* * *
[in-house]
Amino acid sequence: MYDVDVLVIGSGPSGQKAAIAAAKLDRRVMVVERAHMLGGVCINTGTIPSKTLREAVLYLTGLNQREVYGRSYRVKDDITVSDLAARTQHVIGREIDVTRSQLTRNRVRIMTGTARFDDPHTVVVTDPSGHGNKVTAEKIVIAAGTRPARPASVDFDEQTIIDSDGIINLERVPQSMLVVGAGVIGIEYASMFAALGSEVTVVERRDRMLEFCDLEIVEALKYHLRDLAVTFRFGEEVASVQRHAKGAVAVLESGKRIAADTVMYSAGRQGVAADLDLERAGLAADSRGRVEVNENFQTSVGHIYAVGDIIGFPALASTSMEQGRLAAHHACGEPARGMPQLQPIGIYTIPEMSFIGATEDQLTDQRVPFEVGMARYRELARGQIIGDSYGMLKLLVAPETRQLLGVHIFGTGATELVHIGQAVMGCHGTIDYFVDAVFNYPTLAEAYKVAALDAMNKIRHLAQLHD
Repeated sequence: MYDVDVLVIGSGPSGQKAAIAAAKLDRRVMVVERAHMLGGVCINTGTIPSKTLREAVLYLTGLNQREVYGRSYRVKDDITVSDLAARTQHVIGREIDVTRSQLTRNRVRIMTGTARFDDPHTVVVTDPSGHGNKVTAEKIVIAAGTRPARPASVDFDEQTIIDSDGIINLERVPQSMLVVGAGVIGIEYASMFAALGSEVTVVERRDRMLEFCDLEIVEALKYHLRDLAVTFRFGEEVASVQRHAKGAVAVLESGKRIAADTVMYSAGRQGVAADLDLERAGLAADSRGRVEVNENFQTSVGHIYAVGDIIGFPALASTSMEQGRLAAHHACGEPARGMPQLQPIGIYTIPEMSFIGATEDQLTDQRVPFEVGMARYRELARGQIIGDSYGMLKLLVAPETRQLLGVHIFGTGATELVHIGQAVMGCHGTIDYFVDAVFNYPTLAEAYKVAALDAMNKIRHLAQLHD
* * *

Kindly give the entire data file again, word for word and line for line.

[in-house]
Amino acid sequence: MYDVDVLVIGSGPSGQKAAIAAAKLDRRVMVVERAHMLGGVCINTGTIPSKTLREAVLYLTGLNQREVYGRSYRVKDDITVSDLAARTQHVIGREIDVTRSQLTRNRVRIMTGTARFDDPHTVVVTDPSGHGNKVTAEKIVIAAGTRPARPASVDFDEQTIIDSDGIINLERVPQSMLVVGAGVIGIEYASMFAALGSEVTVVERRDRMLEFCDLEIVEALKYHLRDLAVTFRFGEEVASVQRHAKGAVAVLESGKRIAADTVMYSAGRQGVAADLDLERAGLAADSRGRVEVNENFQTSVGHIYAVGDIIGFPALASTSMEQGRLAAHHACGEPARGMPQLQPIGIYTIPEMSFIGATEDQLTDQRVPFEVGMARYRELARGQIIGDSYGMLKLLVAPETRQLLGVHIFGTGATELVHIGQAVMGCHGTIDYFVDAVFNYPTLAEAYKVAALDAMNKIRHLAQLHD
Repeated sequence: MYDVDVLVIGSGPSGQKAAIAAAKLDRRVMVVERAHMLGGVCINTGTIPSKTLREAVLYLTGLNQREVYGRSYRVKDDITVSDLAARTQHVIGREIDVTRSQLTRNRVRIMTGTARFDDPHTVVVTDPSGHGNKVTAEKIVIAAGTRPARPASVDFDEQTIIDSDGIINLERVPQSMLVVGAGVIGIEYASMFAALGSEVTVVERRDRMLEFCDLEIVEALKYHLRDLAVTFRFGEEVASVQRHAKGAVAVLESGKRIAADTVMYSAGRQGVAADLDLERAGLAADSRGRVEVNENFQTSVGHIYAVGDIIGFPALASTSMEQGRLAAHHACGEPARGMPQLQPIGIYTIPEMSFIGATEDQLTDQRVPFEVGMARYRELARGQIIGDSYGMLKLLVAPETRQLLGVHIFGTGATELVHIGQAVMGCHGTIDYFVDAVFNYPTLAEAYKVAALDAMNKIRHLAQLHD